Colleges consider homeschooled students

More universities are considering the credentials of homeschooled applicants.

LOS ANGELES — David Sample wanted to attend UC Riverside but thought it was a lost cause because he had been home-schooled.

The UC system is known for being tough on nontraditionally schooled applicants. For them, the best tickets to UC have been transferring in after taking community college classes or posting near-perfect scores on college entrance exams.

However, Riverside now lets homeschoolers submit a portfolio detailing their studies and other educational experiences.

Sample’s package showed he had studied chemistry, U.S. history and geometry, rewired a house and helped rebuild a medical clinic in Nicaragua.

He got in with a scholarship.

I predict the next college app scam will be kids claiming to be homeschooled who weren’t. Let’s say you want to wipe out some high school disasters, academic or behavioral. Get an adequate SAT or ACT score, dream up a portfolio and pretend you never set foot in high school. But it doesn’t work without a test score.

Via Ms. Cornelius of Shrewdness of Apes.

About Joanne


  1. Your scenario is easily foiled. It just takes an alert college admissions officer with a telephone. Just as with a resume in the working world, you simply have to call to verify claims.

  2. Who would the college admissions officer contact? Someone at the high school the kid claims to have not graduated from?

    I suppose if the admission’s office were particularly energetic he might find the high school local to the students mailing address. That won’t necessarily work because the local high school isn’t necessarily the one the kid’s trying to conceal.

  3. superdestroyer says:

    Maybe this could become the out for the white kids at places like Mountain Vista High School who have a low class standing due to the overachieving Chinese kids. The white kids can claim to be home schooled, submit a good SAT score, and produce a couple of extra-cirriculars that are not school related such as Boy Scouts or Swim Club.

  4. Cardinal Fang says:

    Not very many colleges accept homeschoolers based merely on SAT scores. Most likely, the ones that do would accept any student with the same SAT score, homeschooled or institutionally schooled.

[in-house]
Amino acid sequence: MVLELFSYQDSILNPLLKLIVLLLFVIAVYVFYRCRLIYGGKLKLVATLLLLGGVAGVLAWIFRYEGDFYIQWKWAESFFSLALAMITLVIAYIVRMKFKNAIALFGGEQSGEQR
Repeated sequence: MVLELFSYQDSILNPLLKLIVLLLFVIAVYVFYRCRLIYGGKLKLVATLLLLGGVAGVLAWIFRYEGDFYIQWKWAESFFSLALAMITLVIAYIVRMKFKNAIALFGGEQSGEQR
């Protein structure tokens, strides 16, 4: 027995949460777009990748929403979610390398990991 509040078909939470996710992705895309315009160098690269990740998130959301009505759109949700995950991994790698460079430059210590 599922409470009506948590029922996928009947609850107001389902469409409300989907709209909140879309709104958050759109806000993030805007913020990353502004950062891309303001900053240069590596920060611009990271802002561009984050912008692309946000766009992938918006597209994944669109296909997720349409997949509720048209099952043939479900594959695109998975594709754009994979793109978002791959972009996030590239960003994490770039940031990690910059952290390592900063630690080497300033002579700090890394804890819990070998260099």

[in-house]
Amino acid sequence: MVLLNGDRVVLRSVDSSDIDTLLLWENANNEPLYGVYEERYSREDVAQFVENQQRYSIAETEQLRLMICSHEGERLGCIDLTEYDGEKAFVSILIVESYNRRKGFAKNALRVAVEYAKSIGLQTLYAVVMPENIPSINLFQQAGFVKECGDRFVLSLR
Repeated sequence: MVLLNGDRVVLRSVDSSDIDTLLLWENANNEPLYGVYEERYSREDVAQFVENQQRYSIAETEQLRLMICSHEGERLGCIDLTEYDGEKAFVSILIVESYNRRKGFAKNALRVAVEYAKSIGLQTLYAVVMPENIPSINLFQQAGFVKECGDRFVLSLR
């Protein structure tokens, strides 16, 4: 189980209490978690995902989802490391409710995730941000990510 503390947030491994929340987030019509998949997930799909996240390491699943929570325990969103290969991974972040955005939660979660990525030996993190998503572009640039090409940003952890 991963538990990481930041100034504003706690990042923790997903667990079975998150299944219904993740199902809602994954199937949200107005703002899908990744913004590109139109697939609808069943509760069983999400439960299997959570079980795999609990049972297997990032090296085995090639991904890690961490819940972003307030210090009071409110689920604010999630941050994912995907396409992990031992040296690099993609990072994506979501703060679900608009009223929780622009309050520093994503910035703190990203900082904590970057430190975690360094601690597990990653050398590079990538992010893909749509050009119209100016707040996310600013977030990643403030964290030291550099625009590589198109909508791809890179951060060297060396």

To get into more selective schools, the homeschooler has to show much more than just SAT scores: recommendations, plus either AP scores, community college grades or something else that shows academic abilities. It wouldn’t be impossible to pretend to be homeschooled, but it would be difficult and it’s not obvious to me why it would be worthwhile.

    I don’t know how much it would help the white Cupertino kid who had a low class rank but good SAT scores. It’s not obvious to me which schools would accept that kid if she was a presented as a homeschooler, but not if she was presented as a public high school student. And I’m a homeschooling parent who runs a mailing list for homeschooling parents whose kids are preparing for college, so I’m on the lookout for selective colleges which prefer homeschoolers.

    As I type this, it occurs to me that a student who is a good athlete but a poor student might try to slip around NCAA regs by pretending to be homeschooled, but the NCAA makes it difficult even for legitimate homeschoolers.

  5. Mark Roulo says:

    Who would the college admissions officer contact? Someone at the high school the kid claims to have not graduated from?

    In California, one could contact the Department of Education. Part of homeschooling in California is filing an affidavit stating that you are a school. It is, of course, possible for parents to plan for their kids wiping out in the traditional schooling route and to file these affidavits in parallel with traditional school enrollment. But I suspect that this requires more planning than most will do.

    I suspect other states have mechanisms in place, too.

    -Mark Roulo

  6. Wow, Joanne! You ARE one step ahead. The mind boggles at the picture you paint.

    There are ABSOLUTELY no mechanisms in place here in the Land Between the Coasts, where any parent or grandparent (even one who is a pot-smoking eighth grade drop-out, as happened with three of my students from the same family) can homeschool. I can see it now: get expelled, get into college anyway, loosed upon an unsuspecting population. No records required to be kept, complete freedom to let the kids to turn into shaky wraiths found comatose with a Wii controller in their hands.

    But, to be fair, that could happen with kids who have diplomas too, as schools continually lower standards to keep their drop-out rates low. To be honest, kids like that usually have very little interest in college.